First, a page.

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[64] the keeper of the Fort Monroe jail to deliver Mr. Davis up to the marshal of the District of Virginia on proper application.

While the Attorney-General saw no reasons why Mr. Davis should not be tried, he set forth many reasons why the court which was to try him could not sit, and why the court had not convened on the 6th of October, the day to which it adjourned and to which Mr. Davis' trial was postponed. Congress, he said, had, on the 22nd day of May, 1866, passed an act providing that the Circuit Court of the United States should be held at Richmond on the first Monday in May and the fourth Monday in November in each year. This, the Attorney-General held, abrogated the special term fixed for October. But on the 23d of July Congress passed an act to fix the number of judges of the Supreme Court and to change certain judicial circuits. Among those changed was that assigned to the Chief Justice, when Delaware was taken out and South Carolina substituted. This change, it was thought, would make a new allotment necessary, and as this could only be made by the Supreme Court, and not by it until it met, it was probable that the court in Richmond could not convene even in November; during all of which time and through all these contingencies Mr. Davis was to remain in a military jail.

Thus it appears that, despite the expressions of a desire to see justice done the prisoner, made by the only men who had the power to do justice, something always arose to prevent their carrying out their philanthrophic wishes. The historian of the future, with all the light which will then illumine his research, will tear away the flimsy veil and show that Mr. Davis was so long kept in confinement to gratify the personal bitterness of men who had once been his associaties, and well knew the dignity and purity of his character.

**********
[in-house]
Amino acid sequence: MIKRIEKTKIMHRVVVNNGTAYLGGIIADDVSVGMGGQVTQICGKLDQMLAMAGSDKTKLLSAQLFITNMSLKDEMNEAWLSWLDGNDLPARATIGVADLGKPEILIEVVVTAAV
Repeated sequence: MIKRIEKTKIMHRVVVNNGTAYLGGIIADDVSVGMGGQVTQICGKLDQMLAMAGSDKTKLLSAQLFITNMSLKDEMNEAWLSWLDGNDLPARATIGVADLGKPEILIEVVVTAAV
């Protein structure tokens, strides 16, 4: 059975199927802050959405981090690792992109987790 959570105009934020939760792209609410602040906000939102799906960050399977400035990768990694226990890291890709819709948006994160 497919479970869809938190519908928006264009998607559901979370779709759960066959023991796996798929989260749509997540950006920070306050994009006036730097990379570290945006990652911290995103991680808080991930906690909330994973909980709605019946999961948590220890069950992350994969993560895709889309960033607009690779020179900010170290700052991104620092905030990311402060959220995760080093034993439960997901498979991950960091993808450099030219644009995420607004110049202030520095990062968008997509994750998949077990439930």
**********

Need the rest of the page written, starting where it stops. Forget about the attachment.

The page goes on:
In investigating this whole subject it has been necessary to read many pages of the correspondence between the commanding officers of the Federal armies and the civil deparments, and especially between them and Judge Advocate-General Holt, and it gives pleasure and speaks well for human nature to note that whenever a gallant Union soldier had to deal with the matter of the treatment of a Confederate soldier or citizen, his tone was one of mercy, of justice, and of respect, without insult or harsh expressions, and with the utmost consideration for the defenceless, the weak, and the unfortunate. Every one knows this was characteristic of Grant, but the same may be well said of Sheridan, of Sherman, of Thomas, and of many others. The young Major-General who acted as jailor at Fortress

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